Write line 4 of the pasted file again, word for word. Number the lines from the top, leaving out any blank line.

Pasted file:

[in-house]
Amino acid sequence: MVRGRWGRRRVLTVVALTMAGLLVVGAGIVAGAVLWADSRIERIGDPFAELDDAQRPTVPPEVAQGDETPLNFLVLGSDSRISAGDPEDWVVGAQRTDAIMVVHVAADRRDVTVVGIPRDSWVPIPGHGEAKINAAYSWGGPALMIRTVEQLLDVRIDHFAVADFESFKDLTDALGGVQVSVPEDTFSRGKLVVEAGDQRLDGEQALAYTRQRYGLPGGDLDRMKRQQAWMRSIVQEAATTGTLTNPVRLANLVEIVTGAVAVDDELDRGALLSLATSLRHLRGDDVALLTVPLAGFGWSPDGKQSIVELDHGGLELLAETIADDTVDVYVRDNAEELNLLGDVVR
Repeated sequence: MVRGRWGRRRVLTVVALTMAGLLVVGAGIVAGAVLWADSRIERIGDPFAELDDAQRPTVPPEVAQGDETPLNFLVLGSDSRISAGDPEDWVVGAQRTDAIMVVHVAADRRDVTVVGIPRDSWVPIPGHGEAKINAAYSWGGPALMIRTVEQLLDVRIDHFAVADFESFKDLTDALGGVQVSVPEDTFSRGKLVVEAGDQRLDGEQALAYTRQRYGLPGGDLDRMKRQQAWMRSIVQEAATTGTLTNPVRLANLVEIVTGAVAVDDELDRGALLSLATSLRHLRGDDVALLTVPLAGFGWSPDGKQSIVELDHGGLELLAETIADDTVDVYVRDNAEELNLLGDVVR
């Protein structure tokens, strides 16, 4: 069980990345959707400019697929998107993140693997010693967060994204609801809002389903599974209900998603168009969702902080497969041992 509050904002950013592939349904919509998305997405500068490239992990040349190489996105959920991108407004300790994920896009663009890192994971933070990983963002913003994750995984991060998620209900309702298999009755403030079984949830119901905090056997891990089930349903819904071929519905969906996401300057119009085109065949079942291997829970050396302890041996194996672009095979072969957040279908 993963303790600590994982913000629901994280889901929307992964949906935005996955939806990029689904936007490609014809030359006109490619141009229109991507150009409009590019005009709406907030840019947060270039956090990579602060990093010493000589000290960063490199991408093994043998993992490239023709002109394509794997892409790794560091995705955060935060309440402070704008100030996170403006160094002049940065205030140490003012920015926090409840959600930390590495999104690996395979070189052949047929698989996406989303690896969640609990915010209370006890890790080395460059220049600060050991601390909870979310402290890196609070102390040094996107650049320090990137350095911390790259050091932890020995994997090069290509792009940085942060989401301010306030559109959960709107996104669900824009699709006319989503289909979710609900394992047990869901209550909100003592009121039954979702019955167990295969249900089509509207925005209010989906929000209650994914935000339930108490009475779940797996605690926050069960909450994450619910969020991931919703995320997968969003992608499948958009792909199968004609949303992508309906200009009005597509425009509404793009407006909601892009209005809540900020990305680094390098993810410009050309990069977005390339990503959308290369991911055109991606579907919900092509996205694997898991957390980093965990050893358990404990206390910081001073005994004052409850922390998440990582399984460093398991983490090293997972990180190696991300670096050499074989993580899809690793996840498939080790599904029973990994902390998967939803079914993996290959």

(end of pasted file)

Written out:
């Protein structure tokens, strides 16, 4: 069980990345959707400019697929998107993140693997010693967060994204609801809002389903599974209900998603168009969702902080497969041992 509050904002950013592939349904919509998305997405500068490239992990040349190489996105959920991108407004300790994920896009663009890192994971933070990983963002913003994750995984991060998620209900309702298999009755403030079984949830119901905090056997891990089930349903819904071929519905969906996401300057119009085109065949079942291997829970050396302890041996194996672009095979072969957040279908 993963303790600590994982913000629901994280889901929307992964949906935005996955939806990029689904936007490609014809030359006109490619141009229109991507150009409009590019005009709406907030840019947060270039956090990579602060990093010493000589000290960063490199991408093994043998993992490239023709002109394509794997892409790794560091995705955060935060309440402070704008100030996170403006160094002049940065205030140490003012920015926090409840959600930390590495999104690996395979070189052949047929698989996406989303690896969640609990915010209370006890890790080395460059220049600060050991601390909870979310402290890196609070102390040094996107650049320090990137350095911390790259050091932890020995994997090069290509792009940085942060989401301010306030559109959960709107996104669900824009699709006319989503289909979710609900394992047990869901209550909100003592009121039954979702019955167990295969249900089509509207925005209010989906929000209650994914935000339930108490009475779940797996605690926050069960909450994450619910969020991931919703995320997968969003992608499948958009792909199968004609949303992508309906200009009005597509425009509404793009407006909601892009209005809540900020990305680094390098993810410009050309990069977005390339990503959308290369991911055109991606579907919900092509996205694997898991957390980093965990050893358990404990206390910081001073005994004052409850922390998440990582399984460093398991983490090293997972990180190696991300670096050499074989993580899809690793996840498939080790599904029973990994902390998967939803079914993996290959």